For the first time, researchers have developed a new kind of software that makes it possible to genetically engineer, or 'program', a cell to perform any kind of function, via a simple programming language.
Biologists have been producing custom-made bacteria or other single cells organisms that can do useful things for us since 1973. For example, most of the human insulin given to diabetics today has been produced in a genetically modified version of either baker's yeast (Saccharomyces cerevisiae) or Escherichia coli (E. coli), and we've programmed bacteria to produce biofuel, and pump out antibiotics.
But while these kinds of tailored living cells could be useful in the future, it still takes time and effort to 'program' the cells to produce what we need. This new software should make the process much easier for biologists.
"Cells respond to their environment, make decisions, build structures, and coordinate tasks. Underlying these processes are computational operations performed by networks of regulatory proteins that integrate signals and control the timing of gene expression," the team from the Massachusetts Institute of Technology explains. "Harnessing this capability is critical for biotechnology projects that require decision-making, control, sensing, or spatial organisation."
The software is called Cello, and the team behind it hopes it will make programming a cell just as easy as programming a computer. As scientists attempt to do increasingly more complex things with living cells, these kinds of programs ideally simplify instructions to build and engineer more efficient cells.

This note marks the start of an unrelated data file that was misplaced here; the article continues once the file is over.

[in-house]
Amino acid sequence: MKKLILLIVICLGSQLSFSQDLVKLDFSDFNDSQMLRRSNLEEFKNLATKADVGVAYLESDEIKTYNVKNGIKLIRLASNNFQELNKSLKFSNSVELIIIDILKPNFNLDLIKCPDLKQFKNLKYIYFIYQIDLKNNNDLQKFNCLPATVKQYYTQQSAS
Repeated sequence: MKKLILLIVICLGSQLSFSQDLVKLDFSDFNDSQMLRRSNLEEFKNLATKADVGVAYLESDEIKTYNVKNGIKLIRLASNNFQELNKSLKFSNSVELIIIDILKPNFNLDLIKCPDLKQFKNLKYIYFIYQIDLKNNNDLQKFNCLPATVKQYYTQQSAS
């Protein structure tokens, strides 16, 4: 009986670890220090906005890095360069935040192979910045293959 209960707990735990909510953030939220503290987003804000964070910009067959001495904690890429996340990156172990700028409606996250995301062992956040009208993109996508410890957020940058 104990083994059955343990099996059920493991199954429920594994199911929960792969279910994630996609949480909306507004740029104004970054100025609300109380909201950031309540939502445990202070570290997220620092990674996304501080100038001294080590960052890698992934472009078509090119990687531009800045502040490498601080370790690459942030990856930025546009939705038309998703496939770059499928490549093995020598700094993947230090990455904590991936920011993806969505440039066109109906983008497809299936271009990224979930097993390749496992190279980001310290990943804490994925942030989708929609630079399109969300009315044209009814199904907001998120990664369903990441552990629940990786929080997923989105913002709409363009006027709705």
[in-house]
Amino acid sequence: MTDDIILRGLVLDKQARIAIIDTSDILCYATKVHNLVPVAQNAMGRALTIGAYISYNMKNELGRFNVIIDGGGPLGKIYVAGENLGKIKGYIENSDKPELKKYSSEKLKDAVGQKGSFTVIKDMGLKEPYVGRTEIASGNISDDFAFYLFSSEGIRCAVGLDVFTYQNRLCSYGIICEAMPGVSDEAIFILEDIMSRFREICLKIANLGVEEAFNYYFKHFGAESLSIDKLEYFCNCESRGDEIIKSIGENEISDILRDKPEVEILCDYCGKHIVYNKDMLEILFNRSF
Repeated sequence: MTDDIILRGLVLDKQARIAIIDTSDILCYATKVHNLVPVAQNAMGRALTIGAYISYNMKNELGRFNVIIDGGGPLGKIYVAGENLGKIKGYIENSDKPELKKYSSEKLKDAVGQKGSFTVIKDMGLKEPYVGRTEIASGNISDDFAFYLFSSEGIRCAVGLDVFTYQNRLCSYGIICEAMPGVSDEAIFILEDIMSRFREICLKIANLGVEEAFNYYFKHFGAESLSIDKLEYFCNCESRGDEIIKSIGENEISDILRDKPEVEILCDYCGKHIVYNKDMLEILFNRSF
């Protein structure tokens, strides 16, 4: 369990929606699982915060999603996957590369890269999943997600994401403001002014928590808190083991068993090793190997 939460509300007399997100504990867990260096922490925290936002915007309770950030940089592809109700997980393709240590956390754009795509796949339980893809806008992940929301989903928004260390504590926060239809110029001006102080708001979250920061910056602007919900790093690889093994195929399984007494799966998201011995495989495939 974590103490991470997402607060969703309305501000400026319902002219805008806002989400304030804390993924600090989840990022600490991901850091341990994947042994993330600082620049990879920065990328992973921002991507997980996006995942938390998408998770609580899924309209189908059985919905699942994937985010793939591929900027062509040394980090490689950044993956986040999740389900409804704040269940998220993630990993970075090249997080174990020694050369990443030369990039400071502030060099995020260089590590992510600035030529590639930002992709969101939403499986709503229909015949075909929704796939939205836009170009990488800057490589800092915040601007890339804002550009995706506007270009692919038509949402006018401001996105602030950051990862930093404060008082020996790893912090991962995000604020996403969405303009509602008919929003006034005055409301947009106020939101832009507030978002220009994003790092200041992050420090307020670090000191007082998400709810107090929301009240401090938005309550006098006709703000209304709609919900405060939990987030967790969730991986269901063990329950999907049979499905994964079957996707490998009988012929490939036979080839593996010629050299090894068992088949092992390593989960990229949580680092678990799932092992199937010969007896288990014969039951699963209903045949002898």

"What we're finding over time is that biology isn't this kind of mysterious unpredictable substrate; it just felt that way because we didn't really have the tools to see what was going on," said Christopher Voigt, a synthetic biologist and lead researcher. "This is the first example where we've literally created a programming language for cells."
Plasmids are small, double-stranded DNA circles located in bacteria, and they have the unique ability of entering and exiting the main bacterial genome. This means that biologists can take these custom-made plasmids and use them to add external DNA into the genome, creating their ideal cell.
The project was a lot of work, with Voigt saying it took a decade of labour to produce. Unfortunately, engineering cells incorrectly can be just as unforgiving as omitting a line of code in a computer program. To avoid creating faulty cells, the team had to develop genetic components working together as an insulator to ensure that each sequence worked no matter where in the DNA sequence it was placed.
But the results speak for themselves: 92 percent of the 412 output states (finished products) functioned correctly, and 45 of the 60 resulting E. coli circuits produced using Cello worked perfectly, the researchers report.
As Erika Check Hayden explains for Nature, "[Voigt] estimates that it would take about a week to design 60 biological circuits with Cello; by contrast, it took a postdoc three years to design, test and build one successful biological circuit for a paper published in 2012."
You can actually go and play around on Cello, creating exciting new plasmids to put into your E. coli, but be warned - it might not make much sense unless you happen to be a programmer or a geneticist.
Either way, we are looking forward to seeing how this new technology can be used to create plenty of useful Franken-coli in the future.
This research was published in Science.